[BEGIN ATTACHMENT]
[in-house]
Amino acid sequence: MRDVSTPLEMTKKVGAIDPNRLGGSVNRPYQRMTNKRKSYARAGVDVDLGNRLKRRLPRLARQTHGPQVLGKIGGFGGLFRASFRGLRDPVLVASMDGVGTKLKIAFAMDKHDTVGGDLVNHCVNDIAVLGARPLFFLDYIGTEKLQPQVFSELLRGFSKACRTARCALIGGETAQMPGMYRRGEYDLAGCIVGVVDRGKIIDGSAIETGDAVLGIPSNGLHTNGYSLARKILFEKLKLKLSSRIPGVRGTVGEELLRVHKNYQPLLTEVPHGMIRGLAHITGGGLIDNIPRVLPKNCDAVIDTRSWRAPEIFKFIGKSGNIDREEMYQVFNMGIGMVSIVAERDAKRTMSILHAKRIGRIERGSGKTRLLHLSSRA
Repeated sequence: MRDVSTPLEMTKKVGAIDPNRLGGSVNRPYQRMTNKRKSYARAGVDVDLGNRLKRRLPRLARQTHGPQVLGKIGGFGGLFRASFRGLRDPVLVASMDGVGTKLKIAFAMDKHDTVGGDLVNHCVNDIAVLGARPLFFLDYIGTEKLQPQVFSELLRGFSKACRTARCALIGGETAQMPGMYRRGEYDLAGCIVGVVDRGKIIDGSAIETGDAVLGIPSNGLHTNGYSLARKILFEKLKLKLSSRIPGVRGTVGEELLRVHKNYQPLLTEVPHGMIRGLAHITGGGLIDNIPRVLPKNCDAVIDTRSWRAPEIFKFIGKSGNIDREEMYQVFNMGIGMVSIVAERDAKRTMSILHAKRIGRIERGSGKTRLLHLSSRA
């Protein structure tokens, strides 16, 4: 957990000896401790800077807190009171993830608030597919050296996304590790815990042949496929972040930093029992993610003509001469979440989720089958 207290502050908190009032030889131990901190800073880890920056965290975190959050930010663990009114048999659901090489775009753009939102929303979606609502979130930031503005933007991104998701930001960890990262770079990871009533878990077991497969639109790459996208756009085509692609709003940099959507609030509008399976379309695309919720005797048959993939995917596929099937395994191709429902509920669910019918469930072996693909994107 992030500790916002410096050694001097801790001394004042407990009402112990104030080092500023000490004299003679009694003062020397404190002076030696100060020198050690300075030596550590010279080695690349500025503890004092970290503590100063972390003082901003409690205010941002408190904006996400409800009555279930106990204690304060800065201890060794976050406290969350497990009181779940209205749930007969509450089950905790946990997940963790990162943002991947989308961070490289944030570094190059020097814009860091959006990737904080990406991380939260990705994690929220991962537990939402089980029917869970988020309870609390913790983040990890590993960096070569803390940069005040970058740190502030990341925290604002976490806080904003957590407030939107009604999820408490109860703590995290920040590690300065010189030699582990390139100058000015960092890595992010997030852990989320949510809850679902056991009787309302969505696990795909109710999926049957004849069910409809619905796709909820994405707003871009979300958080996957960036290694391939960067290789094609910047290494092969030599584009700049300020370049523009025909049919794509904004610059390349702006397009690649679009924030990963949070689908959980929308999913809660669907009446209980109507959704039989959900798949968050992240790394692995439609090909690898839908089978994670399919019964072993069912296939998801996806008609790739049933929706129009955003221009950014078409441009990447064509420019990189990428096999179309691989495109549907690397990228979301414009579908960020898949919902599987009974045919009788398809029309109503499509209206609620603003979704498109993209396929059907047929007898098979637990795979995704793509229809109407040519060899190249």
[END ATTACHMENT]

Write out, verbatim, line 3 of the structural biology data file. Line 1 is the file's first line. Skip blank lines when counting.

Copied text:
Repeated sequence: MRDVSTPLEMTKKVGAIDPNRLGGSVNRPYQRMTNKRKSYARAGVDVDLGNRLKRRLPRLARQTHGPQVLGKIGGFGGLFRASFRGLRDPVLVASMDGVGTKLKIAFAMDKHDTVGGDLVNHCVNDIAVLGARPLFFLDYIGTEKLQPQVFSELLRGFSKACRTARCALIGGETAQMPGMYRRGEYDLAGCIVGVVDRGKIIDGSAIETGDAVLGIPSNGLHTNGYSLARKILFEKLKLKLSSRIPGVRGTVGEELLRVHKNYQPLLTEVPHGMIRGLAHITGGGLIDNIPRVLPKNCDAVIDTRSWRAPEIFKFIGKSGNIDREEMYQVFNMGIGMVSIVAERDAKRTMSILHAKRIGRIERGSGKTRLLHLSSRA